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    @phantom42, if Gordon couldn't get a chance of being killed, maybe he could still have pretended to be the van driver anyway (nobody checked the ID of that swat driver?). So I think we are giving to much importance to the "being killed: feign death" part of the plan to answer this question. Gordon possibly could have gone along with other parts of the plan or other plan if needed. – Kreann Nov 19 '14 at 17:54
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I think Gordon's plan was to lure the Joker out so that the real Batman could take him down. As the Joker said, he actually thought that Dent was Batman because of the interaction in Bruce's penthouse. Plus the Joker was still trying to get Dent, so if he could kill him during the convoy attack, he's getting rid of two birds with one stone, so to speak. Gordon also didn't want his family to be placed in the line of fire, the police commissioner had just been killed and Gordon was obviously the next person in line for the job. This is something he knew, so, instead of placing a target on his family, he faked his death so that the Joker would believe that the police had no leader. I think that Bruce did know of the plan and that it was just he and Gordon who knew. Remember, Gordon didn't trust anyone in the police department, which left Batman as the only person he did trust.

I think that Bruce's desire to turn himself in was genuine and was actually going against the plan that he and Gordon has established. If Bruce had succeeded in turning himself in, the plan would have been ruined and there never would have been a convoy for the Joker to attack as he wasn't interested in taking Batman out.

Gordon probably would have stayed in hiding for as long as it took to catch the Joker. If you remember, he didn't reveal himself to everyone until he saw his opportunity. Had Batman not shown up during the attack and the convoy escaped, chances are, Gordon would have still been in hiding. But the Joker got distracted and Gordon saw his chance to finally capture him.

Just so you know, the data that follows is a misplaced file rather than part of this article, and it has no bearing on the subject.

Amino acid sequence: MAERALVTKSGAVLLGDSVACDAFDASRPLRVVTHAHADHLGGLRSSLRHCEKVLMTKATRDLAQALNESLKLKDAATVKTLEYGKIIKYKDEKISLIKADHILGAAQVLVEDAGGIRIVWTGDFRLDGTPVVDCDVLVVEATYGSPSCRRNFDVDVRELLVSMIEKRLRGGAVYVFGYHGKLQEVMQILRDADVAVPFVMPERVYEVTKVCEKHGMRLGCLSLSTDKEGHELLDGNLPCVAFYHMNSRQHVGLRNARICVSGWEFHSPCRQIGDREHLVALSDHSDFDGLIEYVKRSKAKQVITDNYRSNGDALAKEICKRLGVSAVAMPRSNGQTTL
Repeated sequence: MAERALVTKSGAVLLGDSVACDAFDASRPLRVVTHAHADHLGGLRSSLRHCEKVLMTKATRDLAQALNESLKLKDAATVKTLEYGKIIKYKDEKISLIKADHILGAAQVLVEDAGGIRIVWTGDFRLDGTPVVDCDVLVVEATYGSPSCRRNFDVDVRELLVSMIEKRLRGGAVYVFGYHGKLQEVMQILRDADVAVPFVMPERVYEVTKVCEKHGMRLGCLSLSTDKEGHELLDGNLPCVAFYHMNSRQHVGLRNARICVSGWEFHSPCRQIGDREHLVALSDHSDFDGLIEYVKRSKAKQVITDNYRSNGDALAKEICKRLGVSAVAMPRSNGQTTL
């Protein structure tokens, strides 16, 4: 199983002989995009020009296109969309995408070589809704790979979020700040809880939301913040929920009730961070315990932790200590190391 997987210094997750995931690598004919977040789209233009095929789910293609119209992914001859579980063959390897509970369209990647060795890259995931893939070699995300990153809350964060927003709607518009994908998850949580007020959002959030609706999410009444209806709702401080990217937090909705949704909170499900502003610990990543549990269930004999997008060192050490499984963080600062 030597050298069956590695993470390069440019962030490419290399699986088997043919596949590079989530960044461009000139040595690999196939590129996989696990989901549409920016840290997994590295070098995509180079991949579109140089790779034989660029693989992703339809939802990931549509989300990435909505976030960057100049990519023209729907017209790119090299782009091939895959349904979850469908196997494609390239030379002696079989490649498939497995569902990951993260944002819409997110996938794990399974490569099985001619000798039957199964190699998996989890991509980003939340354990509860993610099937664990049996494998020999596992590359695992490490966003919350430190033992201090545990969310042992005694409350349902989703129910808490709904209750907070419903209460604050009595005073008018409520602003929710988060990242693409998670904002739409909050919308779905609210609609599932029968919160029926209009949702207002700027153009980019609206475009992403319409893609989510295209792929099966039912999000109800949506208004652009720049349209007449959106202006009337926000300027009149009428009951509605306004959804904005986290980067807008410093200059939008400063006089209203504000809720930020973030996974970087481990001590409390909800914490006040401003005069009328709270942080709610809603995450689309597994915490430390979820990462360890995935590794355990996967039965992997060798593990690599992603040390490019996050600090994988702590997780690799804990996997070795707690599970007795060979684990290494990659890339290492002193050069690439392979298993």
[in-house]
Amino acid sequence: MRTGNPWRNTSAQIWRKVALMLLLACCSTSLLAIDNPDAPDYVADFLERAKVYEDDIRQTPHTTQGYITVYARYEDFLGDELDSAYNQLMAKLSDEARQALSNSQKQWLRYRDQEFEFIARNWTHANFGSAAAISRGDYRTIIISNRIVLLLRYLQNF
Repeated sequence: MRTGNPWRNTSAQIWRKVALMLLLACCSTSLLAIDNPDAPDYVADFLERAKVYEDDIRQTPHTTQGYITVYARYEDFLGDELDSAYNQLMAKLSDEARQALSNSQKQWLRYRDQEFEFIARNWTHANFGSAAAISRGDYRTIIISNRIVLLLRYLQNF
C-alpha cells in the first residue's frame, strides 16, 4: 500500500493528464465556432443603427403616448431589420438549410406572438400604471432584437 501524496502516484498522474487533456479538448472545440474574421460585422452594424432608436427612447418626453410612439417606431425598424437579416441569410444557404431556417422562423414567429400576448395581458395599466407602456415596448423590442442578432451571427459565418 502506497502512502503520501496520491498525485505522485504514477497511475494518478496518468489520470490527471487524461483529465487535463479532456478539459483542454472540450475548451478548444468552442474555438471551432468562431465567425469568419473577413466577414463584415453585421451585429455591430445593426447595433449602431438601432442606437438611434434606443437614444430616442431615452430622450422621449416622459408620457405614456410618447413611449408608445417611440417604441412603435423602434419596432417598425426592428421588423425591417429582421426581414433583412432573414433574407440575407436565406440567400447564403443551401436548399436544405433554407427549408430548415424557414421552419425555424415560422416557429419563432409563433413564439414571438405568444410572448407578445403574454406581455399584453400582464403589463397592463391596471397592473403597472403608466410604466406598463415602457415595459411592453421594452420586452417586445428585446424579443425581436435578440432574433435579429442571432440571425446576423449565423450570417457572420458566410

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    If Bruce knew about the plan why was he there as Batman, hiding in shadows, when the policemen went to tell Ms. Gordon about the news? – Kreann Nov 19 '14 at 16:20
  • Perhaps to put on a charade in case someone saw him. – Robert Nov 19 '14 at 16:25
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    I'm a little confused here. You say that the Joker thought Dent was Batman and was still trying to get him, but that the Joker wouldn't have attacked the convoy if he thought Batman was in the convoy. – phantom42 Nov 19 '14 at 16:25
  • When Batman is interrogating the Joker, the Joker says "you know, for a while there, I really thought you were Dent, the way you threw yourself after her." Referencing the attack at Bruce's penthouse. The Joker's attack on the convoy was strictly to kill Harvey Dent not Batman, in fact, it's made clear that the Joker doesn't really care who Batman is. If Bruce had turned himself in, there would be no Batman to get in his way, as you said. Therefore, Harvey wouldn't have even been in the convoy and would have been attacked at a different location. – Robert Nov 19 '14 at 16:34
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    After re-reading like 8 times, I think I finally understand what you're trying to say: the Joker wanted Dent specifically. This, however, still leaves the question unanswered: how long would Gordon have remained in hiding? – phantom42 Nov 19 '14 at 16:45